When the fioat I2 is carried by the incoming liquid to a pre-determined level, the collar 44 will engage the switch arm 46 to open the switch 38 and thereby stop the motor. The filtered liq uid, together with the fresh liquid which it has no inoculated with the active oxidizing organisms it has carried into the dosage tank from the filter and the humus tank, will now flow back to the spray head through the pipe I, for distribution upon the top of the filter bed 3. The recircula- 05 tion of this filtered liquid through the filter more uniformly distributes therein, and more particularly deposits in its top portion. the bacterial slime or jelly-which it has gathered from the bottom part of the filter in its previous descent 7o therethrough. One part of the filter will therefore more nearly approach the emciency of any other part in the process of oxidation.

This recirculation of the filtered liquid as many stance through the single pipe I by means of the electrically operated pump 3|, whose operation is automatically controlled by the float actuated switch 38.

As stated before, the invention is not limited to a filter which in this instance is back of a chemical plant, since it may be placed back of any other type of plant, or may be the sole unit of a system. In any use that may be made of my trickling filter, the recirculation of the filtered liquid will actively aid the process of oxidation of the polluted liquids, and permit economies of construction and operation that are not possible with filters of the original types.

Having described my invention, I claim:

1. In an apparatus of the type described, a dosage tank to receive polluted liquids, a trickling filter, means to receive the filtered liquid, a single conduit for delivering liquid from said dosage tank to the trickling filter and piping for returning the filtered liquid from the filtered liquid receiving means to said conduit for passage therethrough to said dosage tank for recirculation through the filter.

2. In an apparatus of the type described, means for the chemical treatment and sedimentation of polluted liquids, a dosage tank, means for conducting the liquid from which materials have been removed by chemical treatment and sedimentation, to the dosage tank, a, trickling filter, means to receive the filtered liquid, a single pipe for discharging said treated liquid from the dosage tank to the filter and pining for returning the filtered liquid from the filtered liquid receiving means to said single pipe for passage therethrough to the dosage tank.

3. In an apparatus of the type described, a receptacle to receive polluted liquids, a trickling filter, means for conducting said liquids to the filter, a humus tank, a tank intermediate the trickling filter and humus tank, a discharge line leading from the filter to the intermediate tank, a second line leading from the latter to the humus tank, a return line between the intermediate tank and the first receptacle, a pipe connected between the humus tank and the return line, and pump means for returning the filtered liquid in the intermediate tank, with some solids from the humus tank, to the receiving receptacle.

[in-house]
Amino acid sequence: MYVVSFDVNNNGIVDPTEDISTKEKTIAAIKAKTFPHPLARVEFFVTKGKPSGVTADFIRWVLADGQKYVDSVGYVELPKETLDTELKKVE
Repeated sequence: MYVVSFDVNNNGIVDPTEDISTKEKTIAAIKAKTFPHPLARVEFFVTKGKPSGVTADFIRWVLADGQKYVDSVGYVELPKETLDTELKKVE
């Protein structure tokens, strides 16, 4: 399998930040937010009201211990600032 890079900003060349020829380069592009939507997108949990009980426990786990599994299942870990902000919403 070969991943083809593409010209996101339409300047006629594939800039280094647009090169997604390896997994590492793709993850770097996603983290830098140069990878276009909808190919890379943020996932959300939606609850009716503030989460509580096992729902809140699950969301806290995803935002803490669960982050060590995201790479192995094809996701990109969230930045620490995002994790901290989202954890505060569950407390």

4. In an apparatus of the type described, a receptacle to receive polluted liquids, a trickling filter, a pipe for conducting said liquids from the receptacle to the top of said filter, means between the bottom of the filter and said pipe to return the filtered liquid to the receiving receptacle, a pump in said line to effect this return, an electric motor for operating the pump, a check valve in said line between the receiving receptacle and the pump, an electric switch, an electric circuit including said motor and switch, and a fioat in said receiving receptacle for actuating said switch, to close the cricuit and start the pump when the liquid descends to a predetermined mint in the receptacle, and to open the circuit and stop the pump when the liquid ascends to a predetermined point in the receptacle.

5. In an apparatus of the type described, a primary settling tank to receive polluted liquids, a trickling filter, an infiuent conduit for distributing liquid over the top of the trickling filter from said tank, a final settling tank, means for conveying the eiliuent from the bottom of said timesasdesiredis carried on inthepreaent intrickling filter to said final settling tank, and.

means for diverting from the flow of said final settling tank a portion thereof and returning the same prior to settling to said conduit to be redistributed over the top of the filter for recirculation therethrough.

6. Apparatus for sewage purification comprising a raw sewage settling tank, a trickling filter, a distributor for distributing sewage uniformly over the top of said trickling filter, a final settling tank, means for conveying filtered sewage from the bottom of said filter to said final settling tank, and means for delivering a mixture of settled raw sewage and freshly filtered sewage to said distributor comprising a conduit from said raw sewage settling tank and a conduit from said conveying means between said filter and said final settling tank, said conduits unit-- ing in a common conduit leading to said distributor.